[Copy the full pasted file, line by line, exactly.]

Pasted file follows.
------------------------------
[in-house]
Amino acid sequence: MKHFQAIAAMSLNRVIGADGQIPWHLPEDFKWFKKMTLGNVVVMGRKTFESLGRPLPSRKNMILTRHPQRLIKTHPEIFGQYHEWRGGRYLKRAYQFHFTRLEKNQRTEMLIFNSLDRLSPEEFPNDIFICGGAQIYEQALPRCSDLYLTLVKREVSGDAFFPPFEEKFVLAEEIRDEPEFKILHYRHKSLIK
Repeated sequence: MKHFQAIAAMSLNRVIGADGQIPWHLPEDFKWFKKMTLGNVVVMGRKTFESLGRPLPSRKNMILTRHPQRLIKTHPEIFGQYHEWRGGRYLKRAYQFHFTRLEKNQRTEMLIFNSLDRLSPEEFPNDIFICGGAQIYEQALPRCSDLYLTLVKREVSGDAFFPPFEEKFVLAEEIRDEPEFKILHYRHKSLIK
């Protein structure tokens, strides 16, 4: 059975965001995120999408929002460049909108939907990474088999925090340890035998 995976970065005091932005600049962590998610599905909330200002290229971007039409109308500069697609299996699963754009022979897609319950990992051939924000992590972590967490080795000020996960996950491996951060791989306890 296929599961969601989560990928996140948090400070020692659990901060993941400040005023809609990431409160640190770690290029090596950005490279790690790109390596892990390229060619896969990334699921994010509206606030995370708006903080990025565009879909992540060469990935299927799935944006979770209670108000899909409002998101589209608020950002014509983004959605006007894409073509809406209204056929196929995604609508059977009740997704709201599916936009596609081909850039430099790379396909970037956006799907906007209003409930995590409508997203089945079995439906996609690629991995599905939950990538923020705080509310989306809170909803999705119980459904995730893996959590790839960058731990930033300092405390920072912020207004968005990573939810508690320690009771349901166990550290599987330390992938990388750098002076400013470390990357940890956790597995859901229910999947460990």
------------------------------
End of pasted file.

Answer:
[in-house]
Amino acid sequence: MKHFQAIAAMSLNRVIGADGQIPWHLPEDFKWFKKMTLGNVVVMGRKTFESLGRPLPSRKNMILTRHPQRLIKTHPEIFGQYHEWRGGRYLKRAYQFHFTRLEKNQRTEMLIFNSLDRLSPEEFPNDIFICGGAQIYEQALPRCSDLYLTLVKREVSGDAFFPPFEEKFVLAEEIRDEPEFKILHYRHKSLIK
Repeated sequence: MKHFQAIAAMSLNRVIGADGQIPWHLPEDFKWFKKMTLGNVVVMGRKTFESLGRPLPSRKNMILTRHPQRLIKTHPEIFGQYHEWRGGRYLKRAYQFHFTRLEKNQRTEMLIFNSLDRLSPEEFPNDIFICGGAQIYEQALPRCSDLYLTLVKREVSGDAFFPPFEEKFVLAEEIRDEPEFKILHYRHKSLIK
């Protein structure tokens, strides 16, 4: 059975965001995120999408929002460049909108939907990474088999925090340890035998 995976970065005091932005600049962590998610599905909330200002290229971007039409109308500069697609299996699963754009022979897609319950990992051939924000992590972590967490080795000020996960996950491996951060791989306890 296929599961969601989560990928996140948090400070020692659990901060993941400040005023809609990431409160640190770690290029090596950005490279790690790109390596892990390229060619896969990334699921994010509206606030995370708006903080990025565009879909992540060469990935299927799935944006979770209670108000899909409002998101589209608020950002014509983004959605006007894409073509809406209204056929196929995604609508059977009740997704709201599916936009596609081909850039430099790379396909970037956006799907906007209003409930995590409508997203089945079995439906996609690629991995599905939950990538923020705080509310989306809170909803999705119980459904995730893996959590790839960058731990930033300092405390920072912020207004968005990573939810508690320690009771349901166990550290599987330390992938990388750098002076400013470390990357940890956790597995859901229910999947460990």